Creating a Sustainable Future with Business Collaborations

Business Collaboration

With the race against climate change becoming ever-more important, the public is looking towards sustainable products. Businesses are being scrutinised for their impact on the environment. The fashion industry contributes over 10% of global carbon emissions and, as such, businesses are looking for ways to help contribute positively to their environment.

From recycling old products to finding uses for harmful materials, businesses are collaborating to assist each other in achieving carbon neutrality. And here at JSD, we are passionate about sustainability and durability.  

Today, we will discuss the new business collaborations which are working towards a more sustainable future for all.

Sustainable kits with Liverpool F.C.

An understated sector of the fashion industry is the merchandise produced by football clubs. Selling hundreds of thousands of kits each year, it is important for clubs to promote sustainable, eco-friendly clothing production. Fans and players alike can support environmentally friendly practices by buying carbon-reduced clothing.

Part of a brilliant collaboration between Nike and Liverpool F.C. for the 2022/23 season has seen the creation of the most sustainable football kit to date. Swapping the machined polyester for plastic bottles, Nike has created a kit which is sustainable and low on waste. This is part of Nike’s ‘Move to Zero’ initiative. Over one million bottles have been recycled by Nike’s efforts annually. By wearing the new jerseys, Liverpool F.C. is promoting these efforts for a more sustainable future.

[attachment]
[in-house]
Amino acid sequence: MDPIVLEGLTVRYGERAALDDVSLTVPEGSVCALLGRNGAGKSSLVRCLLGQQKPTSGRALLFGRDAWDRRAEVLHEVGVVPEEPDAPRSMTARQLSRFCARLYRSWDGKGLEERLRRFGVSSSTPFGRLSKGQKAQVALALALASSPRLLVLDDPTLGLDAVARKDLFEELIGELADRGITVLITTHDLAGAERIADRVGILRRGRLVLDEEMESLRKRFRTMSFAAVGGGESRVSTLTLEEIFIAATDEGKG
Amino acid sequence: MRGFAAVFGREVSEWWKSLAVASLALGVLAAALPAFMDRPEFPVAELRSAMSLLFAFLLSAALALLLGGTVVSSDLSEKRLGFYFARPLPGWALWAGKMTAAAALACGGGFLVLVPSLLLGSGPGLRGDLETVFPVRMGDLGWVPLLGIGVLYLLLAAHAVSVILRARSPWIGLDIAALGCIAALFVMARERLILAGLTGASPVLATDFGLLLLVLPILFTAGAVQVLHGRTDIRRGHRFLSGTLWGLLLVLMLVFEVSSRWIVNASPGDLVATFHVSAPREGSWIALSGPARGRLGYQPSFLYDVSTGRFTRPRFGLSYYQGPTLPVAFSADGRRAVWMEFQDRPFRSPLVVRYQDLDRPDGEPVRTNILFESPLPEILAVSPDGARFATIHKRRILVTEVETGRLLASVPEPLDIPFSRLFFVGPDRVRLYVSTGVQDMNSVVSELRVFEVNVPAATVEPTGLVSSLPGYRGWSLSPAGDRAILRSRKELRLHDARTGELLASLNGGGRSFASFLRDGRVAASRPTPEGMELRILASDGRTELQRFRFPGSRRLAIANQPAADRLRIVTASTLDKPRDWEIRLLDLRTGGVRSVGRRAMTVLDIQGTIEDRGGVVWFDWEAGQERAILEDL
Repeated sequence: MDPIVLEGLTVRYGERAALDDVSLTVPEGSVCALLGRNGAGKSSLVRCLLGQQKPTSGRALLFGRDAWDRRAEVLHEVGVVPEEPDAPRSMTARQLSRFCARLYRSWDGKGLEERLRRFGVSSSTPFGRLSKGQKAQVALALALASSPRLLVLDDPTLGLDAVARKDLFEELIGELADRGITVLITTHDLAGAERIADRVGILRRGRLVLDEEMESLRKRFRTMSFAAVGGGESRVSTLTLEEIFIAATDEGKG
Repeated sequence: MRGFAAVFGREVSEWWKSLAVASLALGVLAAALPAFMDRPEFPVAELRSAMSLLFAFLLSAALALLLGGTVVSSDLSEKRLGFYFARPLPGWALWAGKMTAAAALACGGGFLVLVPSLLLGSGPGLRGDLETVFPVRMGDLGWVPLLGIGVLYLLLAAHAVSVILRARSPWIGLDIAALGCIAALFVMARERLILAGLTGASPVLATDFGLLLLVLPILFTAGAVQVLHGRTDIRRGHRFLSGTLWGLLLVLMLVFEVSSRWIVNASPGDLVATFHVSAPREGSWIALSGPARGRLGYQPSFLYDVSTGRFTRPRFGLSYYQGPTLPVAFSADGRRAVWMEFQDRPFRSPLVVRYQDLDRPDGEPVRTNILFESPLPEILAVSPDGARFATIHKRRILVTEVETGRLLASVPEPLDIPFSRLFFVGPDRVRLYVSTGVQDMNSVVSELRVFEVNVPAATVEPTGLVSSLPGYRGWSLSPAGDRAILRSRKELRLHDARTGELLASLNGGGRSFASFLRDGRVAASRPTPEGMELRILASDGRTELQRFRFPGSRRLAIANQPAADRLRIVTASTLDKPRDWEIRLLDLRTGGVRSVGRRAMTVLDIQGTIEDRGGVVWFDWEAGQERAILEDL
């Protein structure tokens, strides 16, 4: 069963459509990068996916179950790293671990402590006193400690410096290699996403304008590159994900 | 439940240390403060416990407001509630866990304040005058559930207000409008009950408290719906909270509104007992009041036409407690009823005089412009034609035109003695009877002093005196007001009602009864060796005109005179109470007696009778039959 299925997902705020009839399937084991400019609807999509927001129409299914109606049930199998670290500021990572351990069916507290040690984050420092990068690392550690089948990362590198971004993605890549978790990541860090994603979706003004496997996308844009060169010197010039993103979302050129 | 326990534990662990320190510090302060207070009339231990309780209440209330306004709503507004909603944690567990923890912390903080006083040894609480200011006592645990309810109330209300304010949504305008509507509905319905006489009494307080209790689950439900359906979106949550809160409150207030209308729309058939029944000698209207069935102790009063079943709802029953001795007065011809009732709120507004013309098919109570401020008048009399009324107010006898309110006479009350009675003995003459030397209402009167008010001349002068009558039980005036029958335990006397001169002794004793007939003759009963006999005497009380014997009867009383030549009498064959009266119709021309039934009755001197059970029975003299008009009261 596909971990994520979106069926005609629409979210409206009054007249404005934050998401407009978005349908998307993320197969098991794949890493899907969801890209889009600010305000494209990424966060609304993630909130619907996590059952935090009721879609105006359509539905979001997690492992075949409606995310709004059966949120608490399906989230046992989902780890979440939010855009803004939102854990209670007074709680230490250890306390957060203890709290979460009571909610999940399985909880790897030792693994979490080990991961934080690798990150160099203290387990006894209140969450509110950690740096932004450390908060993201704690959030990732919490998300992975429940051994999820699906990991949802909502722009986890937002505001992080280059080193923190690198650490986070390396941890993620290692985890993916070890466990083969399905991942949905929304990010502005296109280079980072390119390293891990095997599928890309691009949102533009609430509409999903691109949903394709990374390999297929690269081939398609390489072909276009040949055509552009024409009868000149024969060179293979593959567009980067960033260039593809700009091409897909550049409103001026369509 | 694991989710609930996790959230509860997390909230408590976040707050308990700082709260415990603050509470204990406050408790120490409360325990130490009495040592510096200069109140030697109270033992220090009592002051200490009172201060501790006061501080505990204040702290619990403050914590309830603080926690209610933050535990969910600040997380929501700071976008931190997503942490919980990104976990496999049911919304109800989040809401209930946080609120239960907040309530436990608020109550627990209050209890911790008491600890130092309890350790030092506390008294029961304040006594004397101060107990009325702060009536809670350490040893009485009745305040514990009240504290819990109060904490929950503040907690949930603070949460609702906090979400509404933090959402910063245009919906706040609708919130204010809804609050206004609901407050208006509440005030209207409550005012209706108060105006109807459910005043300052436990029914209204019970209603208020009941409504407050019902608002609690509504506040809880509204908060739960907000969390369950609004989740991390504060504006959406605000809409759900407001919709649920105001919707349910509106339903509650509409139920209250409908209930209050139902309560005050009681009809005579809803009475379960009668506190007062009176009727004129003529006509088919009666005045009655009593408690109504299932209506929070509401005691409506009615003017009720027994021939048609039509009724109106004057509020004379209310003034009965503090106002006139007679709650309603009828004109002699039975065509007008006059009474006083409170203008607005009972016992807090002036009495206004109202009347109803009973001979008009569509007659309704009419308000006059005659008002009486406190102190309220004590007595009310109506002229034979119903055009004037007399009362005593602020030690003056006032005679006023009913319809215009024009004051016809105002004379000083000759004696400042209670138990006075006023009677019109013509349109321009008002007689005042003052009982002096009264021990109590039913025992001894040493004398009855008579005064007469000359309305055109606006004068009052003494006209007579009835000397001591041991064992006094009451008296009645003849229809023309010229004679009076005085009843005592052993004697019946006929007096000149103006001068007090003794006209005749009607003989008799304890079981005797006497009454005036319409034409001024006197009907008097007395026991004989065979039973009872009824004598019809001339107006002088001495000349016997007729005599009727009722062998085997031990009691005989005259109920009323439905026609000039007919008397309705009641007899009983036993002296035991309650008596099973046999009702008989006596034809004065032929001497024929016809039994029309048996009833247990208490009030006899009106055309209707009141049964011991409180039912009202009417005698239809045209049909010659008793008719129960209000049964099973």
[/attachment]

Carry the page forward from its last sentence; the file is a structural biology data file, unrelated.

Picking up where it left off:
Trainers that save the ocean with Adidas

One of the most successful partnerships to date, Adidas committed themselves to sustainability when they joined in partnership with Parley in the Ocean back in 2015 – proving the potential of business collaborations to positively impact the environment.

Illegal gillnet is harmful to our oceans, causing problems for much of the aquatic life. This material is particularly dangerous given its non-degradable nature. Parley for the Oceans works to remove this harmful netting from the oceans. This is then sent on to Adidas where their manufacturers turn it into yarn, making shoes from the waste.

Discarded fishing nets are responsible for almost one half of all plastic waste in the Great Pacific Garbage Patch.

Adidas not only use the gillnet to create their shoes but in the past five years, they have reduced their virgin polyester usage by 50%. By 2024, Adidas predicts that 100% of their polyester usage will be recycled.

A necklace with a digital history with Dell

Have you ever wondered where exactly your gold came from? LA jeweller, Nikki Reed partnered with Dell to provide customised jewellery with a history. From motherboard to ring finger, this collaboration has produced unique designs dedicated to sustainability.

Dell, a longstanding and well-recognised technology company, has been practising sustainable recycling since 2008. With the amount of e-waste going to landfills, Dell decided to change up their practices and come up with a sustainable way of recycling their products. This includes the gold from inside old computer motherboards.